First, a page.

There is an interesting posting on Tommaso Dorigo's blog A Quantum Diaries Survivor entitled The Goldstone Theorem for Real Dummies. Quoting from his posting the Goldstone theorem is: "The spontaneous breaking of a continuous symmetry of the lagrangian generates massless scalars". Despite its claim to be for real dummies his derivation of the Goldstone theorem assumes familiarity with a lot of theory, which ensures that the "dumb" reader will not develop an intuitive feel for the masslessness of the particles (the Goldstone bosons, that is).

I am personally at ease with the level of theory that he uses, but I am in a very small minority in this respect. Wouldn't it be nice to write an intuitive description that does not assume that the reader has prior knowledge of much theory, but where the writer ensures that the intuitive description faithfully conforms to the underlying theory that is known to him. The Goldstone theorem can be understood intuitively without having to follow the detailed algebraic steps of its proof.

Here I will attempt to "prove" the Goldstone theorem using only words (i.e. no pictures, and no maths). Pictures would greatly improve the presentation, and maths would very succinctly summarise and generalise what is going on, but it is interesting to see what you can do with words alone.

Mass is *defined* as the propensity of the vector-valued field value *alone* (i.e. *not* including any field derivatives, or equivalently the field values at neighbouring points) to contribute to a restoring force that pushes the field towards an equilibrium value of the field. If within a local neighbourhood of field space there are direction(s) that have *zero* restoring force then each of these directions corresponds to a *zero* mass excitation.

It suffices to visualise a potential in field space whose (negative) gradient defines the field restoring force, and to ask ourselves what sort of shapes this potential could have in field space. We need to find places in field space where this potential has zero gradient, and then enquire whether the gradient of the potential is actually zero over the whole of a local neighbourhood rather than just at a single point, so that displacement of the field value within such a neighbourhood would encounter zero restoring force, and would thus correspond to a zero mass excitation.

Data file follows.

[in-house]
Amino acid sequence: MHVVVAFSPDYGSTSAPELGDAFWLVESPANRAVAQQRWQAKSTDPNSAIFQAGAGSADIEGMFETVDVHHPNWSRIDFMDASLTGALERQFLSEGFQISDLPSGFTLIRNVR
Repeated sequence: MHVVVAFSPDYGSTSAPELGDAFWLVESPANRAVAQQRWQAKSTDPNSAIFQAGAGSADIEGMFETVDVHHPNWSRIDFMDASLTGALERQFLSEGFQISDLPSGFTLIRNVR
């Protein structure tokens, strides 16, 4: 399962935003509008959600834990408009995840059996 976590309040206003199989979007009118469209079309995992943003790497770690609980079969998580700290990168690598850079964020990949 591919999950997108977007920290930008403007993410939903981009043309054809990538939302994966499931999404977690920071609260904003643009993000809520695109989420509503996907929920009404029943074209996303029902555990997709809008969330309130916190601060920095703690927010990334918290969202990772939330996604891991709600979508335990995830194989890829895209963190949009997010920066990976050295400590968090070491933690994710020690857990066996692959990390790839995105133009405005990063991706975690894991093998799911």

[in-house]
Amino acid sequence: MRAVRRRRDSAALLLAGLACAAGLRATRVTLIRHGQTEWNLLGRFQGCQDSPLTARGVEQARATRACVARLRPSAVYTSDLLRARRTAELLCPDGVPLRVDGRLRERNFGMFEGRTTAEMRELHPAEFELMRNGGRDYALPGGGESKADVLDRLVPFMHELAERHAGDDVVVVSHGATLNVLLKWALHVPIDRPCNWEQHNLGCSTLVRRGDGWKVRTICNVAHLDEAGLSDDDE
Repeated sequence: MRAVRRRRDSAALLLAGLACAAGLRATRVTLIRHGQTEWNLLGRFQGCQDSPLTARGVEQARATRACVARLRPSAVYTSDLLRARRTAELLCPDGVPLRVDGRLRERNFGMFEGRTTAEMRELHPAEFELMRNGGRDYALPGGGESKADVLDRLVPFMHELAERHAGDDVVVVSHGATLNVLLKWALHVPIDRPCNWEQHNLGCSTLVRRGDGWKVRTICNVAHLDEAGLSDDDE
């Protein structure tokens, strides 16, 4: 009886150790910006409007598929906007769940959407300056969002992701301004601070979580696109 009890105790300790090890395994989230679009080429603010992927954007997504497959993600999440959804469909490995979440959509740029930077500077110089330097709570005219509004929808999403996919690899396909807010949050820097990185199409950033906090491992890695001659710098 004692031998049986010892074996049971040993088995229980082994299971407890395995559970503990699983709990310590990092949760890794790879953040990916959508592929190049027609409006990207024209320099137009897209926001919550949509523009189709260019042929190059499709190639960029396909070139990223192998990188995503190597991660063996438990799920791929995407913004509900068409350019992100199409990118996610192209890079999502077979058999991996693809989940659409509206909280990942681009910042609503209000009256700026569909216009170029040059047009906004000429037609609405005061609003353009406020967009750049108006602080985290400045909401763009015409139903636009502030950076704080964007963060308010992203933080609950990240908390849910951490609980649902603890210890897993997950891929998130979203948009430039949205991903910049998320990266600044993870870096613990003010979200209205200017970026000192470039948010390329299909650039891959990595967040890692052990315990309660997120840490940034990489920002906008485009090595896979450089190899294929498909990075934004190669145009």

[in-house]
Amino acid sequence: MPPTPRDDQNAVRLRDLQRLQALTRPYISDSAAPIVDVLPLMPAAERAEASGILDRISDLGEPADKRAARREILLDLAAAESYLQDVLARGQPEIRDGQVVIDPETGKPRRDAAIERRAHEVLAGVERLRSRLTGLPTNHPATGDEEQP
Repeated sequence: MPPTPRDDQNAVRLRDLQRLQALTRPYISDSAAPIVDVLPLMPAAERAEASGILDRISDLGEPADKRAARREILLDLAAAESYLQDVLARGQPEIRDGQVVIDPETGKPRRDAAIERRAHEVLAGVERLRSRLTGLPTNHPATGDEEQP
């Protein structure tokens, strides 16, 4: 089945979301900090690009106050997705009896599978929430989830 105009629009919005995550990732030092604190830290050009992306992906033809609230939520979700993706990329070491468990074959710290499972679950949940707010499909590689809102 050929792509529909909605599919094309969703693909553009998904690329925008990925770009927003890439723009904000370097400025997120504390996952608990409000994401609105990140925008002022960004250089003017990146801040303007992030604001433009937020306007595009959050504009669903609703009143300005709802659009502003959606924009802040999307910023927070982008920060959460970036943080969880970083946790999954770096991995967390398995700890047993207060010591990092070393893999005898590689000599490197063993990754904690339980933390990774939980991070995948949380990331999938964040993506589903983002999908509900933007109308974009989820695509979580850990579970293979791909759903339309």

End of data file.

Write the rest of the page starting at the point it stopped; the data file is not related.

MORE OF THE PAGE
The visualisation problem reduces to the classification of the stationarities of a scalar potential function in field space, which is something that is very easy to visualise (e.g. minima, maxima, saddle points, etc). The particular case that is relevant to the Goldstone theorem is when the potential function is constrained to be symmetric, e.g. under the continuous group of rotations about the origin of the vector-valued field. What sort of stationarities are allowed under such symmetry constraints? For a rotation symmetry the potential must be constant on each origin-centred spherical shell in field space, but different spherical shells have independent values of the potential. The potential is therefore fully described by its variation as a function of distance from the origin in field space (i.e. a 1-dimensional potential).

To find an equilibrium point you need to find a stationary point of the 1-dimensional version of the potential, then constancy of the full version of the potential over each spherical shell gives us zero gradient of the potential over the entire spherical shell that intersects this stationary point, which thus gives as many zero-mass degrees of freedom of the vector-valued field as there are directions within the spherical shell (i.e. one less than the dimensionality of the field). This is the Goldstone theorem.

Rereading what I have written above I am now uncertain whether it is of much use to anyone other than me. It is just the internal chatter (minus the pictures) that goes on inside my head when I think "Goldstone theorem", so it isn't guaranteed to be as intuitive for other people as it is for me.

## 3 comments:

It's been a while, post-Goldstone, post-Martin and post-Forster, so I'll mull it over. At first sight, though, it looks good.

Steve, well done - when you wrote it you probably realized how hard it is to explain things in a really, really simple way! I sometimes have not the energy to do it...

Cheers,

T.

I think we are so comfortable with explaining things algebraically to ourselves and to each other that we usually don't try to find other ways of explaining things to people who are less algebraically sophisticated (i.e. almost everybody else!).

I strongly feel that I haven't understood a piece of maths if I can't find a way of visualising it, and I blogged about this point here. A useful side-effect of seeing a piece of maths visually

myselfis that I then have a visual way of explaining the maths tootherpeople.My attempt to use only words (and

notpictures) in this posting was sheer laziness on my part. I gave a verbal description of the picture inmyhead, thus forcing the reader to rebuild the same picture intheirhead.Post a Comment